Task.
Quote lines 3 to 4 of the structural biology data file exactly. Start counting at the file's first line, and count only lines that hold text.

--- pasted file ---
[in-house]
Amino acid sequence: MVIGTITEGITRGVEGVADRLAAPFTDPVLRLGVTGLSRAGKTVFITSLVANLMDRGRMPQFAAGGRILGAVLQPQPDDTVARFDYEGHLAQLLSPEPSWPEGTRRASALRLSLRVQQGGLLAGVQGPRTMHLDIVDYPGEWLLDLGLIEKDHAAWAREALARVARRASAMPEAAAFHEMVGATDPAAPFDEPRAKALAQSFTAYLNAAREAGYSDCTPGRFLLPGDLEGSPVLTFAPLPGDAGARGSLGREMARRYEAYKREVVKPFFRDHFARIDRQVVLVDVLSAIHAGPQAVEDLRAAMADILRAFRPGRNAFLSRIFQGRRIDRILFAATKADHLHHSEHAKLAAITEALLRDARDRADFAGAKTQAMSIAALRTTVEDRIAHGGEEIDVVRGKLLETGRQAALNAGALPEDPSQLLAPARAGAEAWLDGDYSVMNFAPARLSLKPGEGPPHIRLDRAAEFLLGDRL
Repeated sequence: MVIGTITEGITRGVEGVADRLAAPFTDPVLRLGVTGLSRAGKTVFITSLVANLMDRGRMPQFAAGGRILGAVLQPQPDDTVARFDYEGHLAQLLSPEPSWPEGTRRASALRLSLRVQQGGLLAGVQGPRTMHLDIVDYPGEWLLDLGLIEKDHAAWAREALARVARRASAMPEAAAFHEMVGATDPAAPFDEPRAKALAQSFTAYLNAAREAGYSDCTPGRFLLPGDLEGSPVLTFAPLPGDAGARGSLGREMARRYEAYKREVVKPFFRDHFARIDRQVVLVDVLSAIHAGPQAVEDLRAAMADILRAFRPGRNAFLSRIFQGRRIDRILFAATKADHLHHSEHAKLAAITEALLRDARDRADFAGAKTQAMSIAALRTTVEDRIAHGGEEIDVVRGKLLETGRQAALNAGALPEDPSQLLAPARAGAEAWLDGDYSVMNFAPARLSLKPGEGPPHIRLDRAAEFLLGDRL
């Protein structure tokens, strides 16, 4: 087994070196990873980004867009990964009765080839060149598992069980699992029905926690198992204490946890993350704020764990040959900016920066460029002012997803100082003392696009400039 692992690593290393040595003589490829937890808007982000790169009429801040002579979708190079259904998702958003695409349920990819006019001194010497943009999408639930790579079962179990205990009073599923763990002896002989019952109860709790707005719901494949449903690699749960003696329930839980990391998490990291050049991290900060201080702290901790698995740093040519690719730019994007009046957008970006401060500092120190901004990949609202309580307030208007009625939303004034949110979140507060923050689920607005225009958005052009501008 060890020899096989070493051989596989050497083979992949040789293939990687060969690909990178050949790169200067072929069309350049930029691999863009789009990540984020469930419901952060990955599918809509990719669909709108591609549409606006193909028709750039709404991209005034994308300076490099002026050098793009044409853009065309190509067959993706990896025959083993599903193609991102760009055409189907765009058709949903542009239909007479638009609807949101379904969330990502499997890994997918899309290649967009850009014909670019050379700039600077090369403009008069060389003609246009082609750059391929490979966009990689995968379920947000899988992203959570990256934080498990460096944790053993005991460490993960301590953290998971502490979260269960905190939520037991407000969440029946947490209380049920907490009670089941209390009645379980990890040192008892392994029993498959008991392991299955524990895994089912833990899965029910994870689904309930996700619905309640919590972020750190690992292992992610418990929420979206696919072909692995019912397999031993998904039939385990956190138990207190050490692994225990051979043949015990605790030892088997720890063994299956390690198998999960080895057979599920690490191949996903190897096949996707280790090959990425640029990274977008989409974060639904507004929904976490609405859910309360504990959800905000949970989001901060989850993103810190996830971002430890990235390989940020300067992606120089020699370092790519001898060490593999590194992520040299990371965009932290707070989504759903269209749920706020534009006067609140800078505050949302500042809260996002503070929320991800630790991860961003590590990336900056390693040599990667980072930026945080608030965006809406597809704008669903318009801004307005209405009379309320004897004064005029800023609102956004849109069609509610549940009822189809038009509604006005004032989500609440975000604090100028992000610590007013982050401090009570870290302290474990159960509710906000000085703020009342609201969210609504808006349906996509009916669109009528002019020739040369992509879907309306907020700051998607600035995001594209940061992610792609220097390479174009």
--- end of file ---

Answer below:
Repeated sequence: MVIGTITEGITRGVEGVADRLAAPFTDPVLRLGVTGLSRAGKTVFITSLVANLMDRGRMPQFAAGGRILGAVLQPQPDDTVARFDYEGHLAQLLSPEPSWPEGTRRASALRLSLRVQQGGLLAGVQGPRTMHLDIVDYPGEWLLDLGLIEKDHAAWAREALARVARRASAMPEAAAFHEMVGATDPAAPFDEPRAKALAQSFTAYLNAAREAGYSDCTPGRFLLPGDLEGSPVLTFAPLPGDAGARGSLGREMARRYEAYKREVVKPFFRDHFARIDRQVVLVDVLSAIHAGPQAVEDLRAAMADILRAFRPGRNAFLSRIFQGRRIDRILFAATKADHLHHSEHAKLAAITEALLRDARDRADFAGAKTQAMSIAALRTTVEDRIAHGGEEIDVVRGKLLETGRQAALNAGALPEDPSQLLAPARAGAEAWLDGDYSVMNFAPARLSLKPGEGPPHIRLDRAAEFLLGDRL
């Protein structure tokens, strides 16, 4: 087994070196990873980004867009990964009765080839060149598992069980699992029905926690198992204490946890993350704020764990040959900016920066460029002012997803100082003392696009400039 692992690593290393040595003589490829937890808007982000790169009429801040002579979708190079259904998702958003695409349920990819006019001194010497943009999408639930790579079962179990205990009073599923763990002896002989019952109860709790707005719901494949449903690699749960003696329930839980990391998490990291050049991290900060201080702290901790698995740093040519690719730019994007009046957008970006401060500092120190901004990949609202309580307030208007009625939303004034949110979140507060923050689920607005225009958005052009501008 060890020899096989070493051989596989050497083979992949040789293939990687060969690909990178050949790169200067072929069309350049930029691999863009789009990540984020469930419901952060990955599918809509990719669909709108591609549409606006193909028709750039709404991209005034994308300076490099002026050098793009044409853009065309190509067959993706990896025959083993599903193609991102760009055409189907765009058709949903542009239909007479638009609807949101379904969330990502499997890994997918899309290649967009850009014909670019050379700039600077090369403009008069060389003609246009082609750059391929490979966009990689995968379920947000899988992203959570990256934080498990460096944790053993005991460490993960301590953290998971502490979260269960905190939520037991407000969440029946947490209380049920907490009670089941209390009645379980990890040192008892392994029993498959008991392991299955524990895994089912833990899965029910994870689904309930996700619905309640919590972020750190690992292992992610418990929420979206696919072909692995019912397999031993998904039939385990956190138990207190050490692994225990051979043949015990605790030892088997720890063994299956390690198998999960080895057979599920690490191949996903190897096949996707280790090959990425640029990274977008989409974060639904507004929904976490609405859910309360504990959800905000949970989001901060989850993103810190996830971002430890990235390989940020300067992606120089020699370092790519001898060490593999590194992520040299990371965009932290707070989504759903269209749920706020534009006067609140800078505050949302500042809260996002503070929320991800630790991860961003590590990336900056390693040599990667980072930026945080608030965006809406597809704008669903318009801004307005209405009379309320004897004064005029800023609102956004849109069609509610549940009822189809038009509604006005004032989500609440975000604090100028992000610590007013982050401090009570870290302290474990159960509710906000000085703020009342609201969210609504808006349906996509009916669109009528002019020739040369992509879907309306907020700051998607600035995001594209940061992610792609220097390479174009």